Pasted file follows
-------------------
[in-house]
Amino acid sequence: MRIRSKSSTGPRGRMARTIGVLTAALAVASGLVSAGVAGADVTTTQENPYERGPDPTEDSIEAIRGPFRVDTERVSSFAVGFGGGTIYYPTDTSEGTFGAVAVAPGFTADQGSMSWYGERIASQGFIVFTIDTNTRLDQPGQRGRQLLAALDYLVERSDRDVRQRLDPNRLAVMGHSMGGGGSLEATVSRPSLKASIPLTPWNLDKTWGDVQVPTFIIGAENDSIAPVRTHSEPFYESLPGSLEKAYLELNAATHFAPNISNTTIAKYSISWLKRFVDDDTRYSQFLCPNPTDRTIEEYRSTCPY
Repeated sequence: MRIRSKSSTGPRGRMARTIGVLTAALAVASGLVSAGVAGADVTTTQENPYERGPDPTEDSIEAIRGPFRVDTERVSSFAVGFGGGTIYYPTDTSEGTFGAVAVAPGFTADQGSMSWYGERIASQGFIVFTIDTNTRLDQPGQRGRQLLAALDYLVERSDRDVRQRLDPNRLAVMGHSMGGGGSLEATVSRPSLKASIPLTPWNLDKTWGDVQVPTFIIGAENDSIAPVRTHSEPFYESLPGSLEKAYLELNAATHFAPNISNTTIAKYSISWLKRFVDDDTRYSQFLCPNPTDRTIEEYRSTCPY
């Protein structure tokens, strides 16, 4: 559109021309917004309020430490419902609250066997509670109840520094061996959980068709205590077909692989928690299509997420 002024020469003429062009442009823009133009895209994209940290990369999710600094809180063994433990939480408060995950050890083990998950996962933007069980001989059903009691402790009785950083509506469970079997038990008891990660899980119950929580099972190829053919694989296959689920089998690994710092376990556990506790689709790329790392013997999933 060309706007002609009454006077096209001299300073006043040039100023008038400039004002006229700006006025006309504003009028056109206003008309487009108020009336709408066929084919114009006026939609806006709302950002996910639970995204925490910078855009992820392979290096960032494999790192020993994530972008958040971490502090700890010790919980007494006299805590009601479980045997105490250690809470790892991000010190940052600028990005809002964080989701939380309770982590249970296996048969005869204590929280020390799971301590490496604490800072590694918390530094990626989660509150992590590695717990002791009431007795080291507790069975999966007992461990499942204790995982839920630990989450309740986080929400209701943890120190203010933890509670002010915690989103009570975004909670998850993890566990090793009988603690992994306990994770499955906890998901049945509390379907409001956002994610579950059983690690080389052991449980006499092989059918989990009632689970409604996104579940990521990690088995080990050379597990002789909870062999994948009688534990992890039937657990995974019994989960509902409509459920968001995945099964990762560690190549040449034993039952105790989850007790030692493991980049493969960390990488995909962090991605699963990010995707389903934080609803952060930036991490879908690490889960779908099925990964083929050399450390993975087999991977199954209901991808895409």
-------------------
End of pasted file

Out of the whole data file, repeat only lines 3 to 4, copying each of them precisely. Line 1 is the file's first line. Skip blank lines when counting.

Repeated sequence: MRIRSKSSTGPRGRMARTIGVLTAALAVASGLVSAGVAGADVTTTQENPYERGPDPTEDSIEAIRGPFRVDTERVSSFAVGFGGGTIYYPTDTSEGTFGAVAVAPGFTADQGSMSWYGERIASQGFIVFTIDTNTRLDQPGQRGRQLLAALDYLVERSDRDVRQRLDPNRLAVMGHSMGGGGSLEATVSRPSLKASIPLTPWNLDKTWGDVQVPTFIIGAENDSIAPVRTHSEPFYESLPGSLEKAYLELNAATHFAPNISNTTIAKYSISWLKRFVDDDTRYSQFLCPNPTDRTIEEYRSTCPY
């Protein structure tokens, strides 16, 4: 559109021309917004309020430490419902609250066997509670109840520094061996959980068709205590077909692989928690299509997420 002024020469003429062009442009823009133009895209994209940290990369999710600094809180063994433990939480408060995950050890083990998950996962933007069980001989059903009691402790009785950083509506469970079997038990008891990660899980119950929580099972190829053919694989296959689920089998690994710092376990556990506790689709790329790392013997999933 060309706007002609009454006077096209001299300073006043040039100023008038400039004002006229700006006025006309504003009028056109206003008309487009108020009336709408066929084919114009006026939609806006709302950002996910639970995204925490910078855009992820392979290096960032494999790192020993994530972008958040971490502090700890010790919980007494006299805590009601479980045997105490250690809470790892991000010190940052600028990005809002964080989701939380309770982590249970296996048969005869204590929280020390799971301590490496604490800072590694918390530094990626989660509150992590590695717990002791009431007795080291507790069975999966007992461990499942204790995982839920630990989450309740986080929400209701943890120190203010933890509670002010915690989103009570975004909670998850993890566990090793009988603690992994306990994770499955906890998901049945509390379907409001956002994610579950059983690690080389052991449980006499092989059918989990009632689970409604996104579940990521990690088995080990050379597990002789909870062999994948009688534990992890039937657990995974019994989960509902409509459920968001995945099964990762560690190549040449034993039952105790989850007790030692493991980049493969960390990488995909962090991605699963990010995707389903934080609803952060930036991490879908690490889960779908099925990964083929050399450390993975087999991977199954209901991808895409």